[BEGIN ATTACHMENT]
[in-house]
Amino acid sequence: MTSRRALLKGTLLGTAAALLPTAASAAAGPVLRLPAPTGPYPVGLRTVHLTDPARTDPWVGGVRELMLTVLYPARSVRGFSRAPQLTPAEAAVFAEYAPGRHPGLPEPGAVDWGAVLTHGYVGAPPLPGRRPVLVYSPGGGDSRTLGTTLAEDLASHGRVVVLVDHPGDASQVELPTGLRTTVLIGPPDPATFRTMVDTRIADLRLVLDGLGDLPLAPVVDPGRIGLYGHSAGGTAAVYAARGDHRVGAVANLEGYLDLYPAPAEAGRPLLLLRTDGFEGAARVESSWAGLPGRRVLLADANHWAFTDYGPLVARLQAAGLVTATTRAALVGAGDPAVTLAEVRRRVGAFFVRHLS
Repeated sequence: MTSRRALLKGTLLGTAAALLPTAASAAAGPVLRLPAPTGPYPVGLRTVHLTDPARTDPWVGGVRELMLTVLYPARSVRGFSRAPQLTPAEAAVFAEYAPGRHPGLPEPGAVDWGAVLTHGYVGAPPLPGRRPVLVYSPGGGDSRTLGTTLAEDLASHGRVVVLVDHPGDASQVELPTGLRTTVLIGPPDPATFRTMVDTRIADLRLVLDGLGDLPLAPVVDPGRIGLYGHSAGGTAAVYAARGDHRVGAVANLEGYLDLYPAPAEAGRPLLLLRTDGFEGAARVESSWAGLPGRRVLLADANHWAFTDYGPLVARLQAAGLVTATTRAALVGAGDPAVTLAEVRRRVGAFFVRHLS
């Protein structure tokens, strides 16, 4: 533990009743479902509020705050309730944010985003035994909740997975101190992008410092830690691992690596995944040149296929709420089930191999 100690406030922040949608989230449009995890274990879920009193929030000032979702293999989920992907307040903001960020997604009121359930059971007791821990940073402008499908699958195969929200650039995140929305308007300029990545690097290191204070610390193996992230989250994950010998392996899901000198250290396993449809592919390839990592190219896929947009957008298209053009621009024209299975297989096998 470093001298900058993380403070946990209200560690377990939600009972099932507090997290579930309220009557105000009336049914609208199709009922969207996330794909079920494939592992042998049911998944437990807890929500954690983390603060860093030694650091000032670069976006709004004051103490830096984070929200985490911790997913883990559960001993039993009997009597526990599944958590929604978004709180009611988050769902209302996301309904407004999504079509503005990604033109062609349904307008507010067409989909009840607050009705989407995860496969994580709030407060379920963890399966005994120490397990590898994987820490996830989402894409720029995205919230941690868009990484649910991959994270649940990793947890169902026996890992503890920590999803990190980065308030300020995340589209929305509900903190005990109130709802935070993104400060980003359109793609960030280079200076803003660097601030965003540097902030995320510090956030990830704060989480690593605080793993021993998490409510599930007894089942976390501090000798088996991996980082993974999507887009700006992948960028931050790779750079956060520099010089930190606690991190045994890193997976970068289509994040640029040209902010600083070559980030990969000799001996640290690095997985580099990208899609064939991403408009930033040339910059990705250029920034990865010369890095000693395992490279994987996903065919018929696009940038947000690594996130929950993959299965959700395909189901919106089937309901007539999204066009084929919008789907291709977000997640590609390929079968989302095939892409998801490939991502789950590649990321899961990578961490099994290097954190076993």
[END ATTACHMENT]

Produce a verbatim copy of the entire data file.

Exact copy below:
[in-house]
Amino acid sequence: MTSRRALLKGTLLGTAAALLPTAASAAAGPVLRLPAPTGPYPVGLRTVHLTDPARTDPWVGGVRELMLTVLYPARSVRGFSRAPQLTPAEAAVFAEYAPGRHPGLPEPGAVDWGAVLTHGYVGAPPLPGRRPVLVYSPGGGDSRTLGTTLAEDLASHGRVVVLVDHPGDASQVELPTGLRTTVLIGPPDPATFRTMVDTRIADLRLVLDGLGDLPLAPVVDPGRIGLYGHSAGGTAAVYAARGDHRVGAVANLEGYLDLYPAPAEAGRPLLLLRTDGFEGAARVESSWAGLPGRRVLLADANHWAFTDYGPLVARLQAAGLVTATTRAALVGAGDPAVTLAEVRRRVGAFFVRHLS
Repeated sequence: MTSRRALLKGTLLGTAAALLPTAASAAAGPVLRLPAPTGPYPVGLRTVHLTDPARTDPWVGGVRELMLTVLYPARSVRGFSRAPQLTPAEAAVFAEYAPGRHPGLPEPGAVDWGAVLTHGYVGAPPLPGRRPVLVYSPGGGDSRTLGTTLAEDLASHGRVVVLVDHPGDASQVELPTGLRTTVLIGPPDPATFRTMVDTRIADLRLVLDGLGDLPLAPVVDPGRIGLYGHSAGGTAAVYAARGDHRVGAVANLEGYLDLYPAPAEAGRPLLLLRTDGFEGAARVESSWAGLPGRRVLLADANHWAFTDYGPLVARLQAAGLVTATTRAALVGAGDPAVTLAEVRRRVGAFFVRHLS
């Protein structure tokens, strides 16, 4: 533990009743479902509020705050309730944010985003035994909740997975101190992008410092830690691992690596995944040149296929709420089930191999 100690406030922040949608989230449009995890274990879920009193929030000032979702293999989920992907307040903001960020997604009121359930059971007791821990940073402008499908699958195969929200650039995140929305308007300029990545690097290191204070610390193996992230989250994950010998392996899901000198250290396993449809592919390839990592190219896929947009957008298209053009621009024209299975297989096998 470093001298900058993380403070946990209200560690377990939600009972099932507090997290579930309220009557105000009336049914609208199709009922969207996330794909079920494939592992042998049911998944437990807890929500954690983390603060860093030694650091000032670069976006709004004051103490830096984070929200985490911790997913883990559960001993039993009997009597526990599944958590929604978004709180009611988050769902209302996301309904407004999504079509503005990604033109062609349904307008507010067409989909009840607050009705989407995860496969994580709030407060379920963890399966005994120490397990590898994987820490996830989402894409720029995205919230941690868009990484649910991959994270649940990793947890169902026996890992503890920590999803990190980065308030300020995340589209929305509900903190005990109130709802935070993104400060980003359109793609960030280079200076803003660097601030965003540097902030995320510090956030990830704060989480690593605080793993021993998490409510599930007894089942976390501090000798088996991996980082993974999507887009700006992948960028931050790779750079956060520099010089930190606690991190045994890193997976970068289509994040640029040209902010600083070559980030990969000799001996640290690095997985580099990208899609064939991403408009930033040339910059990705250029920034990865010369890095000693395992490279994987996903065919018929696009940038947000690594996130929950993959299965959700395909189901919106089937309901007539999204066009084929919008789907291709977000997640590609390929079968989302095939892409998801490939991502789950590649990321899961990578961490099994290097954190076993």